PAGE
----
Fireworks Opening Act: Mother Nature

The plan sounded good, in principle. Late nap, up for supper, head to the beach. Cameron could play in the sand while the sun set, then the warning fireworks would keep him entertained until the show began. Have you ever noticed that when you have a plan like that, one where everything depends on a three and a half year old being happy, the universe messes with you?

This time it was Mother Nature.

To get you up to speed, I’m talking about going to the Celebration of Light, Vancouver’s fireworks competition. It’s the biggest offshore fireworks competition in the world, and it’s the one where the participating countries spend the most money. Money equals (often) great displays – the chemicals and minerals used to produce the brilliant colours cost a lot. It used to be called the Symphony of Fire, as the fireworks are set to music, blasted over loudspeakers. Just about any beach, rooftop, balcony, or patio that has a view of the barge in the bay has good viewing, but the best place to be in my opinion is right in front of it, right at the beaches downtown. You can feel the thud in your chest as the big charges go up high.

The rumblings outside were the first indication that my plan was about to go awry. Then the rain started. Oh well, it’s sure to stop, let’s go anyway!  The weather report says thunder showers – showers means short, yes? This was after Cameron had difficulties napping and I discovered that lemon slices in a slow cooker for eight hours is not a good idea. So we headed out under Carly’s enormous umbrella, and stopped to pick up something for supper. We would eat at the beach. Surely it would stop raining by then. Surely the thunderstorm was heading up the valley, not towards us.

IMG_2168We got to the beach, fairly crowded, and staked out our claim. Then the three of us huddled under the umbrella as the storm reached north-westward. Yep, that’s the picture. Yes, Cameron’s expression does tell it all. Around us drunk and stoned and soaked people danced in the rain, or stood around smoking (I don’t remember it being that bad in previous years, but this year it was very overt), cheering with every flash of approaching lightning. Slowly, the sun set, and the bay was filled with a breathtaking golden orange glow while forks illuminated the cloud-darkened sky behind us and north of us.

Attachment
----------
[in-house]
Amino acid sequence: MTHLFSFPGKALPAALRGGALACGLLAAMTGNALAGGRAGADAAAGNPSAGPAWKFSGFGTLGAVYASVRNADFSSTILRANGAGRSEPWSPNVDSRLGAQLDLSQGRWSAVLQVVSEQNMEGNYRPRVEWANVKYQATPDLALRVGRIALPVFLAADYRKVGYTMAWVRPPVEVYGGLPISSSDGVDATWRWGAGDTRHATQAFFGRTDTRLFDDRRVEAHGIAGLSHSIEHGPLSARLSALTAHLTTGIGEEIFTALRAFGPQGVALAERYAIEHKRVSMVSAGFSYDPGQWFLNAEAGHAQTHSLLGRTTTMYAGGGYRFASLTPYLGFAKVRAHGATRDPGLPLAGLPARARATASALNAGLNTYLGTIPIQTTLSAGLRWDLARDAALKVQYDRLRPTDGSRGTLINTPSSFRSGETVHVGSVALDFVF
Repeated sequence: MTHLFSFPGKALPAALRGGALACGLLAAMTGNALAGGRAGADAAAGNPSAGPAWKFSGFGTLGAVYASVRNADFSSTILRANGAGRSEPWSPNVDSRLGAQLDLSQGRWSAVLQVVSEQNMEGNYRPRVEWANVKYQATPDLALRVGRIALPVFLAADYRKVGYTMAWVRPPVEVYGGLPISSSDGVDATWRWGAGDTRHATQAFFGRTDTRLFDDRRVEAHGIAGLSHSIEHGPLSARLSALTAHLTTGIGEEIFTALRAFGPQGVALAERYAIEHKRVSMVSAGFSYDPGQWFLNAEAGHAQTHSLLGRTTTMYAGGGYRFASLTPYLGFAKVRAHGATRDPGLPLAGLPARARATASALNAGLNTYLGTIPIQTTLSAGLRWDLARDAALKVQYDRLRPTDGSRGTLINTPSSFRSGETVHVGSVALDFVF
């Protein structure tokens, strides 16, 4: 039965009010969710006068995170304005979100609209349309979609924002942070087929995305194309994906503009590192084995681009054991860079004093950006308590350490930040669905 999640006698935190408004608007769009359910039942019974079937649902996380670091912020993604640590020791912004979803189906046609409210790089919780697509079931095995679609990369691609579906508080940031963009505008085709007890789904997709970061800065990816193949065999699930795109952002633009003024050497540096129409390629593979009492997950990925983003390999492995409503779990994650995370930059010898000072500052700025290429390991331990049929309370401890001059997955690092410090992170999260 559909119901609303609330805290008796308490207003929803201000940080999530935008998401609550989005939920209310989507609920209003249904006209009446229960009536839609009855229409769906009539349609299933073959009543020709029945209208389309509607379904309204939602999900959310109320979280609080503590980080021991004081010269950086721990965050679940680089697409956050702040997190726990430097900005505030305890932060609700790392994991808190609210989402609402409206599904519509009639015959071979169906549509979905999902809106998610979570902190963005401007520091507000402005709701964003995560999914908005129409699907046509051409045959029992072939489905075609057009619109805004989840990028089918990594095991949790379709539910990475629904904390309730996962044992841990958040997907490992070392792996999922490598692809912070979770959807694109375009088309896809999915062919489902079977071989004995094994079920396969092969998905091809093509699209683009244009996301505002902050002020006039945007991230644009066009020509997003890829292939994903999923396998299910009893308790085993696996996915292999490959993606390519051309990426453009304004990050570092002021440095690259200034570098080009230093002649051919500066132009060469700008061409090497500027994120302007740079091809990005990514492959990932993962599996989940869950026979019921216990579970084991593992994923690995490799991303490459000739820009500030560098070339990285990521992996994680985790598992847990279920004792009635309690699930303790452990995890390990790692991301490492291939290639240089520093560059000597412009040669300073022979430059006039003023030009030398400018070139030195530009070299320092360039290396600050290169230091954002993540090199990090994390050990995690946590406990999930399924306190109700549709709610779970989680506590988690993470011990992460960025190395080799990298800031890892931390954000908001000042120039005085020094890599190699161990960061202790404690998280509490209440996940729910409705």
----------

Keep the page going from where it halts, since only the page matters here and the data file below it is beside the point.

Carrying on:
The sky got darker, and gradually the frequency of flashes over the bay increased. Zigzags streaked across the sky, and forks descended to the mountains. At one point the night lit up with a network of brilliant blue-white lines. Mother nature was putting on her own show – or as Carly commented, the show was so good that God was the opening act. I didn’t get lucky enough to catch the big streaks with my camera, but the flashes give you some idea of what was going on.

Through all of this, Cameron was a champ, by the way. The lightning and thunder didn’t seem to alarm him much at all. But keep in mind, he’s not even four, and we’re talking about two hours under an umbrella, sitting on my lap. By the time the first teaser fireworks went up a half hour before the show was to begin, he got squirmy. Just before each set, he whined sleepily that he wanted to go home – but then would be convinced to stay by the teasers. By the time the show was almost ready to begin, we were packing up, slowly, hoping that he’d choose to stick around once things got interesting.

The show started! And seemed to stop. I’m still not sure what happened – I guess that they had some technical difficulties, and a large number of fireworks didn’t go off. Either that or they had a miscommunication with Mother Nature, she was supposed to provide a section? She contributed a little as you can see in the wee clip, but not like earlier. Then things started up again.

We didn’t quite make it to the halfway mark. Two hours of lapsitting under an umbrella is a lot to ask of Cameron, and he was tired, in an unfamiliar situation. We had to leave.  It didn’t bother me at all. Between the misfortune of competing with the power of a lightening storm, and perhaps whatever glitch they had, South Africa wasn’t impressing me with their fireworks. To their credit, they did seem to have a gorgeous palette of colours to work with, and made liberal use of the more brilliant ones.

One thing that Saturday evening illustrates beautifully. You can plan an outing – but it’s those random quirks that happen that make it an adventure. We had an adventure, no doubt about it.


One response to “Fireworks Opening Act: Mother Nature

  1. my favourite parts:

    trying to take pictures in our “umbrella tent”, walking in the pouring rain and the petty satisfaction of riding the less crowded buses.

    Also, falling asleep to Cameron’s bedtime story across the room. AWESOME.


    thanks for a great adventure!

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